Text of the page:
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System76 Preparing To Roll Out Their First Coreboot-Enabled Laptop

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  • System76 Preparing To Roll Out Their First Coreboot-Enabled Laptop

    Phoronix: System76 Preparing To Roll Out Their First Coreboot-Enabled Laptop

    System76 has been making good strides on their Coreboot support for their hardware and they are now readying a System76 Darter Pro OSFC Edition as their apparent first laptop to ship with Coreboot in place of the proprietary BIOS...

    http://www.phoronix.com/scan.php?pag...arter-Pro-OSFC

  • #2
    Love pop!

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    • #3
      It's sad that these ship with low-end Intel chips that will get slower with every coming month.

      Where are mobile Threadrippers or EPYC chips? I feel like the mobile workstation market is ignored.

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      • #4
        With rumors about Apple making laptops based on the ARM architecture, and Samsung making Galaxy Book S which is based on the ARM architecture with Windows 10, I wonder how long until other manufacturers such as maybe System76 start with ARM-based laptops and workstations.

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        • #5
          Originally posted by uid313 View Post
          With rumors about Apple making laptops based on the ARM architecture, and Samsung making Galaxy Book S which is based on the ARM architecture with Windows 10, I wonder how long until other manufacturers such as maybe System76 start with ARM-based laptops and workstations.
          Microsoft tried and failed with the Surface RT. MICROSOFT. If they can't do it, then I fail to see how others will make them popular (bar Apple, as they have a specific set of customers *and* tighter app system).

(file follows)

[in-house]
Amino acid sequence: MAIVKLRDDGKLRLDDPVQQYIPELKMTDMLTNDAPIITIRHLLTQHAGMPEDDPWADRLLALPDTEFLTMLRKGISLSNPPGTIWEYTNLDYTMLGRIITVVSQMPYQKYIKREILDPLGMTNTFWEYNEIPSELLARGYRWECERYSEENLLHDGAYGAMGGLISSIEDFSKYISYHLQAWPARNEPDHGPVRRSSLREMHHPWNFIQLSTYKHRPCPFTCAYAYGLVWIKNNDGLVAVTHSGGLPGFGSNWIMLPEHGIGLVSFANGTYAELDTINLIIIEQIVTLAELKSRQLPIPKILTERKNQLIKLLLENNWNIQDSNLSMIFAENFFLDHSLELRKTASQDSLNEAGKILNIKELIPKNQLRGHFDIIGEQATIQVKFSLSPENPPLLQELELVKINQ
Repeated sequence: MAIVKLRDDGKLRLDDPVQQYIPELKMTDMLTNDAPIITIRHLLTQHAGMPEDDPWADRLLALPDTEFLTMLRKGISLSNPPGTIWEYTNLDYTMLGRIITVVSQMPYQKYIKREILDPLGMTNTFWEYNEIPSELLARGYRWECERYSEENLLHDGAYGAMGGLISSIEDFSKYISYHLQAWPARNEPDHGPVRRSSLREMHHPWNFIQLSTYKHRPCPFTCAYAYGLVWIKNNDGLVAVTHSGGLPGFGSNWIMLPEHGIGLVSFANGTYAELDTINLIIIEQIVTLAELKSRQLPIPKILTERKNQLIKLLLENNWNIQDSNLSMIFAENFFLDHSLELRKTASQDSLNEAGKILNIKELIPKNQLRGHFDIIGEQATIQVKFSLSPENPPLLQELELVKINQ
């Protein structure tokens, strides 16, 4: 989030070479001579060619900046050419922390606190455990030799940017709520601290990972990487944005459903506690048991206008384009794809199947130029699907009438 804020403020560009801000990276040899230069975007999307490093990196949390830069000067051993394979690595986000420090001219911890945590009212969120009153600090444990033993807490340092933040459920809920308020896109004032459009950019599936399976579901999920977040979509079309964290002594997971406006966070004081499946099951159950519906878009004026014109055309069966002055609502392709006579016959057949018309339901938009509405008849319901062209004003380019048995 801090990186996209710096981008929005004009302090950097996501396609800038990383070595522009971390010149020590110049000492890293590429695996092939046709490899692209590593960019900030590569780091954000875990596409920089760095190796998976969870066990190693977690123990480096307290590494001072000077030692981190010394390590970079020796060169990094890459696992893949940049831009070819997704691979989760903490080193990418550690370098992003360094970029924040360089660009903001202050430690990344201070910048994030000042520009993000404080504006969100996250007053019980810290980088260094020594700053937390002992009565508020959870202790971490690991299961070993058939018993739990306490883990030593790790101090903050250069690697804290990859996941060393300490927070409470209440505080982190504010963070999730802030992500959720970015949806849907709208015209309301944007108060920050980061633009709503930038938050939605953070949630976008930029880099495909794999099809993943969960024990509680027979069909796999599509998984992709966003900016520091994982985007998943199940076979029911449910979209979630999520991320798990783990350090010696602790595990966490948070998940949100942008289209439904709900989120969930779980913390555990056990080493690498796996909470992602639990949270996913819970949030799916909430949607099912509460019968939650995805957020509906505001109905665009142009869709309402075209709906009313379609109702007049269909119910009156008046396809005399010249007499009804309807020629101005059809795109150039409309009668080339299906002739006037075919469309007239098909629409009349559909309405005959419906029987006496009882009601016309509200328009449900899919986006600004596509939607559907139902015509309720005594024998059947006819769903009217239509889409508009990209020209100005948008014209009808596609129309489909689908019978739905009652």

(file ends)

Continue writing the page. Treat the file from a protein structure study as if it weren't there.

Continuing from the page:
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          • #6
            Originally posted by Vistaus View Post

            Microsoft tried and failed with the Surface RT. MICROSOFT. If they can't do it, then I fail to see how others will make them popular (bar Apple, as they have a specific set of customers *and* tighter app system).
            Microsoft was never a major hardware player like Dell and HP. Microsoft with their Surface RT attempt was a long time ago, on the ARMv7, since then ARM have matured a lot with ARMv8, and is much more performant.

            Google and others have been pretty successful with ARM-based Chromebooks.

            Now with Microsoft having Windows 10 on ARM there is nothing stopping vendors from making ARM-based Windows 10 computers, or even ARM-based Linux computers. Intel offers 9 hours battery time while Samsung on their Galaxy Book S offers 24 hours battery time.
            The ARMv8 architecture being much cleaner than x86-64 have the potential for higher instruction per clock cycle. So then you have computers with better battery and faster performance, then that is appealing.

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            • #7
              Originally posted by uid313 View Post

              Microsoft was never a major hardware player like Dell and HP. Microsoft with their Surface RT attempt was a long time ago, on the ARMv7, since then ARM have matured a lot with ARMv8, and is much more performant.